1 garment + x others = a capsule wardrobe

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1 garment x X others = capsule wardrobe

It might sound like fashion algebra, but we’re not actually going to do math here.

I just want to talk about the concept of a capsule wardrobe. Or, to be more precise, concepts plural since the term can be used to mean a couple of different things.

What both concepts have in common is the idea of concentrating your wardrobe on the fewest number of items that can then be combined to create multiple outfits. The goal is minimal pieces, maximum mix and match.

So instead of owning, say, 20 things that can only be combined into that many outfits because many of them are wardrobe orphans, you have 20 things that can be mixed into twice as many combinations (or more).

Not only is a capsule wardrobe smaller in size, but out of necessity its items are in a style and fit that you love best. If you’re going to wear it over and over and over, you should feel fabulous when you put it on.

Perhaps unsurprisingly, then, the capsule wardrobe concept is often followed when building a whole new wardrobe. Starting over is easier when you start small.

Capsule wardrobe: Hardcore edition

The classic (and more hardcore) definition of the concept is to trim your entire wardrobe down to just a capsule collection of a few, hard-working items.

This doesn’t mean your whole wardrobe is 30 items. I’ve yet to come across anyone that zen or minimalist! Rather, you might have one capsule for each season, or possibly one per level of dressing, e.g. a casual capsule, a career capsule, and so forth.

When following this method, especially if you’re building from scratch, go for quality. Fewer pieces means you can spend more on each.

Masters of this method: Unfancy, Kendi Everyday

Capsule wardrobe: Gentle edition

There’s also a gentler variation in which you take one garment, like a shirt, then match it with a small set of other coordinating items to make a whole bunch of new outfits. From one wardrobe, you might have multiple capsule collections; many of the items in each will overlap.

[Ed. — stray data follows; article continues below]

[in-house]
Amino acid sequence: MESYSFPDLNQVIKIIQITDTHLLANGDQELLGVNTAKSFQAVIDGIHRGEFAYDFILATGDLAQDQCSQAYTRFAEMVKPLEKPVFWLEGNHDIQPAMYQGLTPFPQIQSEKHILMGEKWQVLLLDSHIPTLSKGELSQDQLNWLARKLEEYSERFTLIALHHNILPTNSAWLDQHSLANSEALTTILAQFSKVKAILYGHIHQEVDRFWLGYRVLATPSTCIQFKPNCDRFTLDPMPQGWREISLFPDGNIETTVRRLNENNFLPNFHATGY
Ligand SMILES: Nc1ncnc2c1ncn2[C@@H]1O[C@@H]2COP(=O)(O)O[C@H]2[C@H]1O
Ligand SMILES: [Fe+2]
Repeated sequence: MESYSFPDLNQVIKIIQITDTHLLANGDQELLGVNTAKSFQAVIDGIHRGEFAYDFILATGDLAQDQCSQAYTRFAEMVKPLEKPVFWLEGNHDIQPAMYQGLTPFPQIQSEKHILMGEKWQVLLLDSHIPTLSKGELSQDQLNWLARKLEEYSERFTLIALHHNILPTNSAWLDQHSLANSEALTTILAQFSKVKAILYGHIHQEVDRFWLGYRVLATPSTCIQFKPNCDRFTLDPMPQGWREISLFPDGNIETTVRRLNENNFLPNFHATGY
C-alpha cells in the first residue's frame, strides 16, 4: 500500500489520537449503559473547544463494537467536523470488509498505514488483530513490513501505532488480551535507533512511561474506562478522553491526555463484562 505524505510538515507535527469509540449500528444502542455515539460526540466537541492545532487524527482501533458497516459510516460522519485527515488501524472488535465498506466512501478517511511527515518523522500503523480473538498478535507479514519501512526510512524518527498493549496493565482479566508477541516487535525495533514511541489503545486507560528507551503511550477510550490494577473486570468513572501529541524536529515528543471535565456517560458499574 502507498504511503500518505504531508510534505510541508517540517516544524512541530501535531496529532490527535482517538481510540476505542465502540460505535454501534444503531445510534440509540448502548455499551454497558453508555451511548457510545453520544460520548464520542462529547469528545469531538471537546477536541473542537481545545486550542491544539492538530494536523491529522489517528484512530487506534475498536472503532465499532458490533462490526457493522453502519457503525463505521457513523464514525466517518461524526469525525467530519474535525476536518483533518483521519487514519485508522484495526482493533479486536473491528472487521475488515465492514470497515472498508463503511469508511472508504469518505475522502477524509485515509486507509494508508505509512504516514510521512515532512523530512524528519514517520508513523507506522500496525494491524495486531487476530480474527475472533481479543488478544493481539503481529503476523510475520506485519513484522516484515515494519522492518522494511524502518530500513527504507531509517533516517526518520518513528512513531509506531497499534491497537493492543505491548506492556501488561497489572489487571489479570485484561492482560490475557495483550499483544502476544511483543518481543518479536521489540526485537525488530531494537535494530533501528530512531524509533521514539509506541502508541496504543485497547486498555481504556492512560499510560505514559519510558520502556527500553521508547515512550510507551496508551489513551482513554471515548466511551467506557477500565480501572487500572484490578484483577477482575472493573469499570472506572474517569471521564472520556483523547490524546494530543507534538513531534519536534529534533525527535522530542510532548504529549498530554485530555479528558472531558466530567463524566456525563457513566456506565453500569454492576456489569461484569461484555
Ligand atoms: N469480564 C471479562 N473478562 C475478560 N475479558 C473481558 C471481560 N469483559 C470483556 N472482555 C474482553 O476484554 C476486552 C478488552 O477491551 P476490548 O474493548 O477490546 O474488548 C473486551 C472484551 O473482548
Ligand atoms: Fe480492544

This can also be a useful method for building a new wardrobe, too. Once you’ve edited out the pieces that no longer fit, take a look at what’s left. What can be added to create capsules out of the items you love?

This type of capsule wardrobe also makes a great packing list; you can make weeks’ worth of outfits from 10-20 items, a perfect size to fit in a carry-on.

Masters of this method: Wardrobe Oxygen, Une Femme

Capsule wardrobe: Hybrid edition

You can also do both.

My version of a hardcore capsule is the Core Wardrobe and it contains the basic wardrobe foundation items most everyone can build on: classic, timeless pieces that should last for years.

From this foundation I create capsule wardrobes of additional items around individual Core pieces.

Once you get the hang of it, the capsule wardrobe concept helps you shop better for things to go with what you already own, makes packing a little easier, and boosts your ideas for outfit creation.


Learn how to use the Core Wardrobe to build outfits for all occasions in “No More Yoga Pants: How To Dress Better, Shop Smarter and Reclaim Your Style,” the step-by-step style workshop that takes you from frantic to fabulous. Get started today!

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